LET’S face it, we are all potential fodder for the wriggling tentacles of the ageing process as it slowly coils itself around our ankles before entangling us in its withering embrace. This rather sombre opening paragraph was inspired by yet more evidence of my increasing decrepitness when I tweaked something in my back the other day while in the throes of modest athletic endeavour. Now, there’s a sentence that conjures up some deliciously appalling imagery.

As a result of this twinge, the creaking, wincing process of cobbling together today’s column was a spectacle to behold as I sat hunched, contorted and grimacing at my laptop like an agonised Quasimodo poring over a particularly concerning bank statement.

Amid the general huffing, puffing, squirming and cursing, I took some much-needed encouragement from the words of Robert MacIntyre in the aftermath of his thrilling triumph in the Italian Open on Sunday.

“I've been told many, many times, it's ok to be uncomfortable,” said the young Scot. “You have to get comfortable being uncomfortable. Just embrace it.”

MacIntyre, of course, was referring to the nail-nibbling cut-and-thrust of being at the sharp end of a golf event coming down the stretch, not some ailing scribbler hirpling gingerly around like Grandpa Broon with sair bunions.

The Oban left-hander certainly embraced the challenge didn’t he? Standing firm and beating the reigning US Open champion Matt Fitzpatrick in a play-off at the Marco Simone Club was a mighty feather in his cap. We’ve always said that MacIntyre revels in the big occasions. His sturdy body of work in the majors, for instance, underlines that. Sunday’s success, in a field that also included Rory McIlroy, burnished his resume.

Having played second fiddle to the rapidly rising Ewen Ferguson in recent months - the Bearsden golfer has reeled off two rapid fire wins on the DP World Tour in his breakthrough rookie season - MacIntyre barged his way back into the limelight with his second tour title.

At all levels of this flummoxing, unfathomable game, and particularly in the barren lands of relentless futility where this correspondent and countless others eke out a grim existence, golfers can become accustomed to enduring torture while presenting a face of stoicism to the world. In the dark caverns of the ego, though, the pain will persist. That’s an elaborate way of saying golf can drive you round the bloomin’ twist.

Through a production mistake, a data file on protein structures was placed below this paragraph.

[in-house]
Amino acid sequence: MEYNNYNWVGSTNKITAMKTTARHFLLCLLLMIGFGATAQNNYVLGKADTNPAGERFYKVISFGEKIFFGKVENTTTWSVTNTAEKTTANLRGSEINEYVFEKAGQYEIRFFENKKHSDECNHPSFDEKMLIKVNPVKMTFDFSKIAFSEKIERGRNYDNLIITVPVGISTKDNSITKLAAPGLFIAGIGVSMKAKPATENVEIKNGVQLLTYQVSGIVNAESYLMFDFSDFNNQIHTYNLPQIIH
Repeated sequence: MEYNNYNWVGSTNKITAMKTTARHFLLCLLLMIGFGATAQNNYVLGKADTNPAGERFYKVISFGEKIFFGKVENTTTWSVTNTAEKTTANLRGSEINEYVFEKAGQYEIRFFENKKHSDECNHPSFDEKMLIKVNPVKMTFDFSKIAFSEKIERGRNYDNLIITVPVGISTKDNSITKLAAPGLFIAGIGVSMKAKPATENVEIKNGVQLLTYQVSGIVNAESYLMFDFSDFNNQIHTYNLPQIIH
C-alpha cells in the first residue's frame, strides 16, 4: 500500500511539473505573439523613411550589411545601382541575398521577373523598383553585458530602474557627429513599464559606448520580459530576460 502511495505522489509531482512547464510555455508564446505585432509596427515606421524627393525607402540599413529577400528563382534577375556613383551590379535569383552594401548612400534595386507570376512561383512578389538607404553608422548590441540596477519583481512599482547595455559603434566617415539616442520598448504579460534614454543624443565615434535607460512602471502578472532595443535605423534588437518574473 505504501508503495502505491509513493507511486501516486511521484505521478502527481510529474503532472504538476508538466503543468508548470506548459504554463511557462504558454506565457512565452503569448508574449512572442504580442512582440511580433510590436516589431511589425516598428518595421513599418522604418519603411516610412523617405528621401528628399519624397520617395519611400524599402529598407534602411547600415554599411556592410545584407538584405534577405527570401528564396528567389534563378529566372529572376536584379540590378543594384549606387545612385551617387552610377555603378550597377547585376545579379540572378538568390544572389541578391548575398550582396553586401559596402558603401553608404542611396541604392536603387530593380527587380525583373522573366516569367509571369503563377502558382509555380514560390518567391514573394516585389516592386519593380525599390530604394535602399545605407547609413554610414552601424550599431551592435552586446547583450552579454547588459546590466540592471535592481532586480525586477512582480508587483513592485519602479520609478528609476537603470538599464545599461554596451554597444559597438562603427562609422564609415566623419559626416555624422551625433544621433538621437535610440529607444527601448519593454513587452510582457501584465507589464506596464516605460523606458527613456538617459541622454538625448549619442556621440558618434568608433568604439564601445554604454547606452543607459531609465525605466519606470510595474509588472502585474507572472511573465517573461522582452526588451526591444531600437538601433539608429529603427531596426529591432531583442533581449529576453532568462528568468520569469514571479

This fickle auld game was certainly teasing and tormenting MacIntyre. But what a difference a week makes. After the final round of the BMW PGA Championship the previous Sunday, he emerged for a summing up of affairs with the waiting press and had the kind of seething glower that could’ve melted the shaft of a 5-iron.

“I’m absolutely livid right now,” he hissed through clenched teeth. “Nothing is happening for me at the moment and it’s driving me mental.”

Seven days later, MacIntyre was savouring a magical conquest in Rome. It’s a daft game. On the back of that victory, he has vaulted some 42 places in the world rankings to No 68 and is within touching distance of the promised land of the top 50 again. Getting back into that rarefied echelon as soon as possible will be a major motivation for MacIntyre as he targets a return to the Marco Simone Club for next year’s Ryder Cup in the Italian capital.

There will be plenty of twists and turns to come before that, of course, but, in just the second event of the European qualification process, MacIntyre has given himself a terrific platform.

A much-needed changing of the guard will take place next year as Team Europe begins penning a new chapter. The skipper, Luke Donald, will have six wild card picks, the most ever for the Europeans.

The advancing years, and the emergence of LIV Golf and all its associated footers and fall-out, means stalwart figures like Lee Westwood, Ian Poulter, Paul Casey and petulant Sergio Garcia have reached the end of their Ryder Cup careers.

It had to happen at some point and the dreadful thumping Europe received at the hands of a star-studded US team at Whistling Straits last year showed that a clear out was needed.

There’s a robust European core, featuring the likes of McIlroy, Fitzpatrick, Jon Rahm, Shane Lowry, Viktor Hovland, Tyrrell Hatton and Tommy Fleetwood, while the emerging talent coming through on the tour need to stand up and be counted. As McIlroy said last week, “instead of filling those three or four spots with older veterans, let's blood some rookies and let's get them in and build towards the future.”

After the toils and troubles that are par for the course in this topsy-turvy pursuit, the future looks bright again for MacIntyre. Let’s hope it’s onwards and upwards for this very special Scottish talent.


Long before MacIntyre burst onto the scene, Troon’s Michael Stewart was being tipped as our next big thing. After a glory-laden amateur career, he turned pro in 2011 with justifiable gusto but, like numerous others, the transition was troublesome. A maiden win on the PGA EuroPro Tour at Leven last week, though, rubber-stamped his promotion to the second-tier Challenge Tour. The road to the top is long and arduous but, at 32, Stewart is slowly heading in the right direction.